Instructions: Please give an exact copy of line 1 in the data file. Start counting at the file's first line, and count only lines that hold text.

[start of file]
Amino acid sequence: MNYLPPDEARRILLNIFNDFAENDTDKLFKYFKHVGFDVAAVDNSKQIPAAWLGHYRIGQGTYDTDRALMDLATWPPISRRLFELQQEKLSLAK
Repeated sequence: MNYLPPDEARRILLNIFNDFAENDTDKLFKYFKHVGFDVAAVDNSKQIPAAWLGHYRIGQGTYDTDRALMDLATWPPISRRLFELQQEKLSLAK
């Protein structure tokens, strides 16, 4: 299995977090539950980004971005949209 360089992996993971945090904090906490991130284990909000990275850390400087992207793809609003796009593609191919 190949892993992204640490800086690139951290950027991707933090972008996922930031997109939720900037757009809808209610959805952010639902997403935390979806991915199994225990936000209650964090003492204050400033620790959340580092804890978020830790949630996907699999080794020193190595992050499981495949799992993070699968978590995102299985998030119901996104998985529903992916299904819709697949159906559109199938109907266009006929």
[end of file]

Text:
Amino acid sequence: MNYLPPDEARRILLNIFNDFAENDTDKLFKYFKHVGFDVAAVDNSKQIPAAWLGHYRIGQGTYDTDRALMDLATWPPISRRLFELQQEKLSLAK